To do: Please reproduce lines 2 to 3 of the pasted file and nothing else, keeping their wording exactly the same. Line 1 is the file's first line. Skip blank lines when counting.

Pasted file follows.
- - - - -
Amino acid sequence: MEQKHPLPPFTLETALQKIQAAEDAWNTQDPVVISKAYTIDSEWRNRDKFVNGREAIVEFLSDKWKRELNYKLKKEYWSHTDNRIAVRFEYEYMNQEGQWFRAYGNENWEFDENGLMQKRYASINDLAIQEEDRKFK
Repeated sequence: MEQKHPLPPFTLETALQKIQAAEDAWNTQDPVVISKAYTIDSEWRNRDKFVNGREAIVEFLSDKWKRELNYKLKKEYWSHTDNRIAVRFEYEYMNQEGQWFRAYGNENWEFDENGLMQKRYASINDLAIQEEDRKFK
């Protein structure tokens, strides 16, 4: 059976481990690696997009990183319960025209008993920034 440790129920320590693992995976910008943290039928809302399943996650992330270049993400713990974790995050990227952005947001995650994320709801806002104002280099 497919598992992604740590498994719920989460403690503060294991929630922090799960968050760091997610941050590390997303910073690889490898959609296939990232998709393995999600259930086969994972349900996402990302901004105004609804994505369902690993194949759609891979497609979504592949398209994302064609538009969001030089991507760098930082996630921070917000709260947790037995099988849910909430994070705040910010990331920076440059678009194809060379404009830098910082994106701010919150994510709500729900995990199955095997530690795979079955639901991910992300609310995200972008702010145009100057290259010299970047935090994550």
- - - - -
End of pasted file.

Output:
Repeated sequence: MEQKHPLPPFTLETALQKIQAAEDAWNTQDPVVISKAYTIDSEWRNRDKFVNGREAIVEFLSDKWKRELNYKLKKEYWSHTDNRIAVRFEYEYMNQEGQWFRAYGNENWEFDENGLMQKRYASINDLAIQEEDRKFK
């Protein structure tokens, strides 16, 4: 059976481990690696997009990183319960025209008993920034 440790129920320590693992995976910008943290039928809302399943996650992330270049993400713990974790995050990227952005947001995650994320709801806002104002280099 497919598992992604740590498994719920989460403690503060294991929630922090799960968050760091997610941050590390997303910073690889490898959609296939990232998709393995999600259930086969994972349900996402990302901004105004609804994505369902690993194949759609891979497609979504592949398209994302064609538009969001030089991507760098930082996630921070917000709260947790037995099988849910909430994070705040910010990331920076440059678009194809060379404009830098910082994106701010919150994510709500729900995990199955095997530690795979079955639901991910992300609310995200972008702010145009100057290259010299970047935090994550």